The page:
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Adding This Fruit to Your Diet Could Help Prevent Diabetes

According to the latest statistics, more than 100 million Americans are living with diabetes or prediabetes. The condition is more than high blood sugar — long-term effects can result in blindness, heart attack, stroke and even death. Lifestyle choices are the best strategies to controlling your blood sugar, reducing your risk of diabetes and preventing secondary health problems from the condition. Diet plays a big role in diabetes prevention, and according to a recent study, there’s a certain fruit that may specifically help stave off the condition.


Researchers at the University of Guelph in Canada fed mice a high-fat diet for eight weeks to promote obesity and insulin resistance. Then, they added acovatin B to their diet— a compound found in avocados. In the five weeks the mice were fed acovatin B, researchers noted significant weight loss and a spike in insulin sensitivity. The study showed that the compound aided mitochondrial fatty acid oxidation, which improved insulin and glucose sensitivity.

Previous research has shown that avocados are indeed worthy of their superfood status. They can effectively combat nearly every aspect of metabolic syndrome. Avocados contain about 22.5 grams of fat, and two-thirds of that is monounsaturated. Other essential nutrients include fiber, vitamins, folic acid, vitamin E and more potassium than you'd find in a banana.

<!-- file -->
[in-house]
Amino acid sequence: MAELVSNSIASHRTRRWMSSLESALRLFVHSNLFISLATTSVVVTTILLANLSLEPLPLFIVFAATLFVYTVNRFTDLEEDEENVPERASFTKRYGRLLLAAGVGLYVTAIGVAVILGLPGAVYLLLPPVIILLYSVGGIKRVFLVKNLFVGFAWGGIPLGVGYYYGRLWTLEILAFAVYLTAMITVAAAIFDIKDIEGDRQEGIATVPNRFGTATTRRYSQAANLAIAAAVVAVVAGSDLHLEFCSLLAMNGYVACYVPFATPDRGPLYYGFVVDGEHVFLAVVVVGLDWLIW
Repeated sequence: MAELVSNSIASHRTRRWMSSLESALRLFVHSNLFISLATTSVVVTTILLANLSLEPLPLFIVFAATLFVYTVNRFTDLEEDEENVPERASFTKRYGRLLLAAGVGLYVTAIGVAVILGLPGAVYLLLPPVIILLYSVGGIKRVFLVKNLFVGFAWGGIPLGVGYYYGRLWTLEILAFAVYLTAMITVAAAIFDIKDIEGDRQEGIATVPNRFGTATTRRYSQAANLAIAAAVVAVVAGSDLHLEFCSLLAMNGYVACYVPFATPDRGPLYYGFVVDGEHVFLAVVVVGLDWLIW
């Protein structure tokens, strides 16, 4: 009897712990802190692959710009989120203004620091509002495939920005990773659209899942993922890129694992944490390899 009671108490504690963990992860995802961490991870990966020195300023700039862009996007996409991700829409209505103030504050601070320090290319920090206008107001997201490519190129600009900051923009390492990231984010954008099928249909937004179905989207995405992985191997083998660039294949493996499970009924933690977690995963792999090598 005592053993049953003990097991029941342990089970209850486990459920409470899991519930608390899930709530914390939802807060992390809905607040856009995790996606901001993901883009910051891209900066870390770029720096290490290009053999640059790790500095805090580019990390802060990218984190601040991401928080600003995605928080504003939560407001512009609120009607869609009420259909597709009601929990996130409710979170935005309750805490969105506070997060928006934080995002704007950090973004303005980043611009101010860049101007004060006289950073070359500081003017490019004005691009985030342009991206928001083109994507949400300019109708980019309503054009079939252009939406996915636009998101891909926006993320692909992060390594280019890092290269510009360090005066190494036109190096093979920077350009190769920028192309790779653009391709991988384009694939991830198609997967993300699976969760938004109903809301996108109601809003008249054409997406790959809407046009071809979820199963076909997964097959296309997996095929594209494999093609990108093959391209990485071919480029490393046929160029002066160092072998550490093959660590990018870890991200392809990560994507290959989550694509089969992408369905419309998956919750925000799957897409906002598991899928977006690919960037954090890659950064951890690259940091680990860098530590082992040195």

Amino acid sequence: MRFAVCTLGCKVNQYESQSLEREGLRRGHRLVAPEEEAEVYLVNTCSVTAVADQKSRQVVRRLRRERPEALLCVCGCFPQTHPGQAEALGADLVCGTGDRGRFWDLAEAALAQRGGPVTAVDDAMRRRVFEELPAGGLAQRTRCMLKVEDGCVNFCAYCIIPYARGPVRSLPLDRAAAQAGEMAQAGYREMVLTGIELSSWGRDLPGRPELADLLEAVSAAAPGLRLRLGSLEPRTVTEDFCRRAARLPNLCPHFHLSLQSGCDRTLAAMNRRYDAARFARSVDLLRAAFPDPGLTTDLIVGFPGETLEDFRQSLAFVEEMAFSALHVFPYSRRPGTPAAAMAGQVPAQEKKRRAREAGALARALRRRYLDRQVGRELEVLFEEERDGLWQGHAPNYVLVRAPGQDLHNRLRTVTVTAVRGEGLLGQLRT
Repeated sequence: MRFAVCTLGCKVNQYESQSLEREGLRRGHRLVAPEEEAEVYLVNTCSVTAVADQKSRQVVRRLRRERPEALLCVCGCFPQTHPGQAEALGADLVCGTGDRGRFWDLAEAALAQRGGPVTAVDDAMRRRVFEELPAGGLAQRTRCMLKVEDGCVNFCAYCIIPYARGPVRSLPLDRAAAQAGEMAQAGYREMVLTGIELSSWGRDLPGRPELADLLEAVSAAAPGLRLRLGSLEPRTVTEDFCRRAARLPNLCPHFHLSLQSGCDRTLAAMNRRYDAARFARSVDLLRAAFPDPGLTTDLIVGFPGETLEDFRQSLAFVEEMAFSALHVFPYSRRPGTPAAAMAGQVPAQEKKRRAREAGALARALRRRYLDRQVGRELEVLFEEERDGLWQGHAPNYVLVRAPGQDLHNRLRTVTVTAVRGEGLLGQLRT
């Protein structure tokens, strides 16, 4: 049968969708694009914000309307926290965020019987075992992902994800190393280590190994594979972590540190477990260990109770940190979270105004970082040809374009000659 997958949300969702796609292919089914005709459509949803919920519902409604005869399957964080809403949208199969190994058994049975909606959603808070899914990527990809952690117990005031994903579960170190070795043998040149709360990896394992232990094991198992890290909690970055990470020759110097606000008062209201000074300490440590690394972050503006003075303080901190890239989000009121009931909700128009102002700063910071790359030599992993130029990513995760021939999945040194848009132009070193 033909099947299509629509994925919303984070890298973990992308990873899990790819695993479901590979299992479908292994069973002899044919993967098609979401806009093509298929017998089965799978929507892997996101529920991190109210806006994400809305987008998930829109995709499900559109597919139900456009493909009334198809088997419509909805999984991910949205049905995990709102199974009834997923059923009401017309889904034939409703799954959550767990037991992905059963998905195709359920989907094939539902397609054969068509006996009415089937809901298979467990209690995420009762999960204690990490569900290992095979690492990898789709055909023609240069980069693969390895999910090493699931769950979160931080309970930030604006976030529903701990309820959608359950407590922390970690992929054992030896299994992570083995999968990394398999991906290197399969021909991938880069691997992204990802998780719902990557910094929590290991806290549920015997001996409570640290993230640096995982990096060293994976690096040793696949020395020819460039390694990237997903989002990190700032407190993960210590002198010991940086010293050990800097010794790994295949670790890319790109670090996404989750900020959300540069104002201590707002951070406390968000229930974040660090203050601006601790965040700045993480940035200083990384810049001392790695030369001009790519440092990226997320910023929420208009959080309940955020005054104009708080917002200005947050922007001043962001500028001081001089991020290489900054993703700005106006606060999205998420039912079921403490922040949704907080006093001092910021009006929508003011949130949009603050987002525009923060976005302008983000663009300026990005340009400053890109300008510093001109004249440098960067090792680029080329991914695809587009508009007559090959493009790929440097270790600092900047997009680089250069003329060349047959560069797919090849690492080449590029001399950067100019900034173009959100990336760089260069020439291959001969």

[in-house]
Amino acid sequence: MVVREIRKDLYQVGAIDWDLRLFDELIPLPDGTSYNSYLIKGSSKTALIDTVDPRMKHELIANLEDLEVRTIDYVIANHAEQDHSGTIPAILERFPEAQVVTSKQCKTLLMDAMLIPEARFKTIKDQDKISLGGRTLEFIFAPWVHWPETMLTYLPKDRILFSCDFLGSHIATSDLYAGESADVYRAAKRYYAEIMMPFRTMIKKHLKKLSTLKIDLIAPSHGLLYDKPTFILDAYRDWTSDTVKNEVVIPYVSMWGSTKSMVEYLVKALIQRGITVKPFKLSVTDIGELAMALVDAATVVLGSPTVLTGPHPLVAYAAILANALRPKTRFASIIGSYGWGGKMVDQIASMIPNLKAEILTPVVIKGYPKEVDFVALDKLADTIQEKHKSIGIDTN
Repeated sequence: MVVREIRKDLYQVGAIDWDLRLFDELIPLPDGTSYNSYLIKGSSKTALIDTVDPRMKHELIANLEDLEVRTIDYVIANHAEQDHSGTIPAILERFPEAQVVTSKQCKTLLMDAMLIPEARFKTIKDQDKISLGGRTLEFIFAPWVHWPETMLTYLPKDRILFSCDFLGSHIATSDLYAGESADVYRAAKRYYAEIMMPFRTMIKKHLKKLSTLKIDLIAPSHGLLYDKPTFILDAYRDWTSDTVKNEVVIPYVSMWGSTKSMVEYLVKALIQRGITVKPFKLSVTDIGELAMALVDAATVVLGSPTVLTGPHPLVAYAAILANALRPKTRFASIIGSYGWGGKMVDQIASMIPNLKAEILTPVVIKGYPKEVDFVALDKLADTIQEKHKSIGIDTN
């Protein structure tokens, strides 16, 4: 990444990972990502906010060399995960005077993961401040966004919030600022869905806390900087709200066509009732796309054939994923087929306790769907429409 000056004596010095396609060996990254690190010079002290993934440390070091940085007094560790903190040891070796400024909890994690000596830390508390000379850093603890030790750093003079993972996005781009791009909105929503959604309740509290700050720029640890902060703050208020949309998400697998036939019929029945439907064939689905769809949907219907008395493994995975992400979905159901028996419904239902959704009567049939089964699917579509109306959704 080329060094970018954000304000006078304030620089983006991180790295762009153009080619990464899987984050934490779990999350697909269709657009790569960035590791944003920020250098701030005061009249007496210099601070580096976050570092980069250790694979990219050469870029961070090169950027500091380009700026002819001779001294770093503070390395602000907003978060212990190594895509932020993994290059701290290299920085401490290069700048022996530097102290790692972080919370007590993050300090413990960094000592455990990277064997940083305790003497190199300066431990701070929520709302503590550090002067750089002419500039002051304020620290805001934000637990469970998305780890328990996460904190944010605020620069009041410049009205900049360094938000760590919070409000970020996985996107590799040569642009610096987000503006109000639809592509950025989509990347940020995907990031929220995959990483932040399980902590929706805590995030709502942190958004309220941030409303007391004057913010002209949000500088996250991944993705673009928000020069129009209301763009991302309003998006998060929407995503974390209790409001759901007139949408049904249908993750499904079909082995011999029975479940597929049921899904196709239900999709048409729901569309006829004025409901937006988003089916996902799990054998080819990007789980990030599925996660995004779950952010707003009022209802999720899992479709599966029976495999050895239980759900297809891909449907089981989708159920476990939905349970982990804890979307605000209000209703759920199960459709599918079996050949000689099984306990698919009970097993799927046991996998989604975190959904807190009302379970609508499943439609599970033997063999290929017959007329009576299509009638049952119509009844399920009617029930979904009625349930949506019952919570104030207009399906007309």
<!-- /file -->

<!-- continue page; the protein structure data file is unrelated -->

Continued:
Avocado also contains small amounts of magnesium, manganese, copper, ion, zinc, phosphorous and vitamins A, B1 (thiamine), B2 (riboflavin) and B3 (niacin). All these factors are what help make avocados an incredibly healthy food to add to your diet. Avocados are extremely versatile, whether they’re used as a base for guacamole, sliced in salads or chopped up and added to scrambled eggs. Considering the amount of ways you can enjoy them, there’s no excuse not to add them to your diet. Check out our recipe page for new ways to incorporate avocados into your meals.